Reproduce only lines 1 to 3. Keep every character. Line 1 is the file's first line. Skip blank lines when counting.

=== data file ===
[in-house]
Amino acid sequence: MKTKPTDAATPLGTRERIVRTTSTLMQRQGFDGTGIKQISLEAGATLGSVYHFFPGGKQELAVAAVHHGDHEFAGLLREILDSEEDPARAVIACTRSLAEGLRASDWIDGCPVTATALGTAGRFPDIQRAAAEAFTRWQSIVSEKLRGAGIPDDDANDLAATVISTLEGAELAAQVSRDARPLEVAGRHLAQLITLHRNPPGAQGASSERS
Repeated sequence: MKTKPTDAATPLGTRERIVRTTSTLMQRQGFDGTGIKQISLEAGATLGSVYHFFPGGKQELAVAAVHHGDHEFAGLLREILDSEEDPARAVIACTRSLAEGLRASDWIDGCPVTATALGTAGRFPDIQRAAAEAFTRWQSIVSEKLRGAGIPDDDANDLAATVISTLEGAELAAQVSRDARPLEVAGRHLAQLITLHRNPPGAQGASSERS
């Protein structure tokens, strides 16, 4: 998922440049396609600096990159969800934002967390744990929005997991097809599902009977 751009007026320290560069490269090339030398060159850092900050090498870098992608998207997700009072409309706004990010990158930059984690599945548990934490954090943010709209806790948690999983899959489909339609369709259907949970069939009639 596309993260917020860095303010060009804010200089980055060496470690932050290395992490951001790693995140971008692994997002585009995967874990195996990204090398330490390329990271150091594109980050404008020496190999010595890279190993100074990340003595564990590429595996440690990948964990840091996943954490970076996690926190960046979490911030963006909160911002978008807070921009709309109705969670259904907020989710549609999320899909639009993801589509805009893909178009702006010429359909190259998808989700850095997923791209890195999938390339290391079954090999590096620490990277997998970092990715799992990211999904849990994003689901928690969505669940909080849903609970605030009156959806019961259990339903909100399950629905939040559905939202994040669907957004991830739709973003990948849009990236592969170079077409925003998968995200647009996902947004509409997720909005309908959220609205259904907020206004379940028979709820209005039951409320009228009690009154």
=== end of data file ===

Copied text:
[in-house]
Amino acid sequence: MKTKPTDAATPLGTRERIVRTTSTLMQRQGFDGTGIKQISLEAGATLGSVYHFFPGGKQELAVAAVHHGDHEFAGLLREILDSEEDPARAVIACTRSLAEGLRASDWIDGCPVTATALGTAGRFPDIQRAAAEAFTRWQSIVSEKLRGAGIPDDDANDLAATVISTLEGAELAAQVSRDARPLEVAGRHLAQLITLHRNPPGAQGASSERS
Repeated sequence: MKTKPTDAATPLGTRERIVRTTSTLMQRQGFDGTGIKQISLEAGATLGSVYHFFPGGKQELAVAAVHHGDHEFAGLLREILDSEEDPARAVIACTRSLAEGLRASDWIDGCPVTATALGTAGRFPDIQRAAAEAFTRWQSIVSEKLRGAGIPDDDANDLAATVISTLEGAELAAQVSRDARPLEVAGRHLAQLITLHRNPPGAQGASSERS